|Some anniversaries slip past us without recognition, and yet one such recipient is still smiling nonetheless. The very first emoticon, perhaps better known in the realm of online discourse as the smiley face, has been smiling for more than 25 years. Its creator, Carnegie Mellon University professor Scott Fahlman, suggested the symbol in 1982 in an online discussion about the limits of online humor. “I propose the following character sequence for joke markers: ,” he wrote. “Read it sideways.”(1)
The rest is history. Fahlman’s smileys spread from his classroom to other classrooms, from universities to the corporate world, and eventually around the world. The emoticon aided what online communicators were all too aware was ailing. In the world of instantaneous communication, miscommunicating is sometimes more likely than communicating. Humor, sarcasm, and general human warmth can easily be sacrificed in this subculture of speed and technology. Words merely given in brief can be misperceived as terse or loaded. Comments meant to be taken lightly can be missed altogether. Many would argue that the invention of the emoticon has helped, though it certainly has not eradicated every obstacle.
Nonetheless, the quick embrace and subsequent evolution of emoticons suggests at least a subtle awareness that in the breakdown of language something human is in fact lost. High school and college professors readily lament the frequency with which “chat” language is creeping further into term papers. Their greatest concern is that many students don’t even realize there is a difference. While it can be argued that email encourages a certain sloppiness in communicating, text messaging has forged the creation of an entirely new language—a language created with regard first for the technology as opposed to the speakers or the conversation itself.
In a recent publication, Ken Myers of Mars Hill Audio made the observation that words and language both shape and affect our humanity. He then added, “The corollary of this claim is the observation that cultural institutions and habits that corrupt or weaken our use of language are profoundly dehumanizing.”(2) When words are ransacked of meaning and replaced with concepts less distinct, we ourselves become something less distinct. Though technology is far from the only culprit, wherever the offense is committed, consequences are costly. In fact, it is said that one of the first steps to slavery is a loss of language.
In his Narnian conclusion The Last Battle C. S. Lewis illustrates the enslaving force of corrupted words. The ape explains, “[The god] Tash and Aslan [the Lion] are only two names for you know Who. That’s why there can never be any quarrel between them. Get that into your heads you stupid brutes. Tash is Aslan. Aslan is Tash.”(3)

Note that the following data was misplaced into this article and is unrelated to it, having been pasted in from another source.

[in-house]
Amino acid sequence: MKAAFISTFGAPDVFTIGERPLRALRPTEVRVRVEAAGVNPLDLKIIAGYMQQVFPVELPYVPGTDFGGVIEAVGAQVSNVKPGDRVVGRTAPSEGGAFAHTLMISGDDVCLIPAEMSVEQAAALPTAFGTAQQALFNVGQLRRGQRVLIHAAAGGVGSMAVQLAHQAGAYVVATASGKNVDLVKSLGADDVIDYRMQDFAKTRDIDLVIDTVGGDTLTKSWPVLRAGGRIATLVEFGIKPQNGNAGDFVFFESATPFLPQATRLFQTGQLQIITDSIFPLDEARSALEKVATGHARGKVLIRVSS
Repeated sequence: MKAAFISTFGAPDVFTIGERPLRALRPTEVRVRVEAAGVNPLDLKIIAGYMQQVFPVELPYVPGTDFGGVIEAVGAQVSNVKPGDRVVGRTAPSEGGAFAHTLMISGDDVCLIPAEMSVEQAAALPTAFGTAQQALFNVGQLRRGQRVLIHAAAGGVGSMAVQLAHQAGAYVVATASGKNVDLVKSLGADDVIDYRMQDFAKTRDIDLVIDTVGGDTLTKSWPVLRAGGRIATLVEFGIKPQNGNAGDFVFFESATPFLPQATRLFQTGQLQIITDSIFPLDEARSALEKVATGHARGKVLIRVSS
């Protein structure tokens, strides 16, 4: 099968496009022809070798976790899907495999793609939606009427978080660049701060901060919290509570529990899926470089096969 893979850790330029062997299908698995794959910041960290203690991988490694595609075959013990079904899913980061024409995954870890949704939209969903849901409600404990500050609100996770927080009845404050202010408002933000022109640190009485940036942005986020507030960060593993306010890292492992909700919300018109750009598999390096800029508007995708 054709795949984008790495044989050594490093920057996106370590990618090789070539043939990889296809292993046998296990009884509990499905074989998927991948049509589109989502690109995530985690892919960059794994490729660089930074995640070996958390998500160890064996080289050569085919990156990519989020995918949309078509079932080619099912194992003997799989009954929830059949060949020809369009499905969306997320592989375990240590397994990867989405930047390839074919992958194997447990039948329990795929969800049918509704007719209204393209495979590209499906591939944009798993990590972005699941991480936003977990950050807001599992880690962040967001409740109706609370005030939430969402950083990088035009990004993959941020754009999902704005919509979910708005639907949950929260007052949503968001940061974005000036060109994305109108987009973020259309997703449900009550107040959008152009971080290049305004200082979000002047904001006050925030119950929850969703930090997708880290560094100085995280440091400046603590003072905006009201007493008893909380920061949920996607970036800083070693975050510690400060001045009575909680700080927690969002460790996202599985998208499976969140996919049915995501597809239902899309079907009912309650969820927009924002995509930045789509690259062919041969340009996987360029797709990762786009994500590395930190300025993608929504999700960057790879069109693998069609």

Later the ape altogether changes the name to “Tashlan,” and the impressionable crowd abides. In their hearts they still want to believe in the Aslan they thought they knew, but the loss of language is enough to set them to serve the deceptive ape. “When you have killed a word,” writes Lewis in another work, “you have also blotted from the human mind the thing that word originally stood for. Men do not long continue to think what they have forgotten how to say.”(4)
Those who allow their language to be corrupted, find their minds following suit.
In the loss of words, something human is lost.
In this, there is much to be said about the kind of God who values words, whose most persistent instruction to a faltering people is “remember,” and who gives us both permission and the responsibility to say what we mean. “Good teacher,” asked the young man of Jesus. “Can you tell me the way to eternal life?” But Jesus asked in reply, “Why do you call me good?” In other words, are you saying what you really mean? Are you ready to walk with the burden your own word requires? “For no one is good—except God alone,” he replies.(5) Indeed, are you willing to hear his answer fully knowing who he is?
There is a connectedness between our words and our humanity, between the Word at the beginning and what is real today. Those who stand alert in the world of words, who fight the corruption of language, and who learn to let their “yes” be “yes” and their “no” be “no” shall see something more through the glass darkly. They may in fact see the God who first spoke a word and brought the world into existence.
Jill Carattini is managing editor of A Slice of Infinity at Ravi Zacharias International Ministries in Atlanta, Georgia.
(1) Daniel Lovering, “Happy Anniversary, emoticon,” LA Daily News, September 22, 2007. (2) Mars Hill Audio Journal, Issue 75. (3) C.S. Lewis, The Last Battle (New York: Macmillan, 1970), 32. (4) “The Death of Words,” On Stories, Walter Hooper ed. (New York: Harcourt Brace Jovanovich, 1982), 107. (5) Mark 10:18).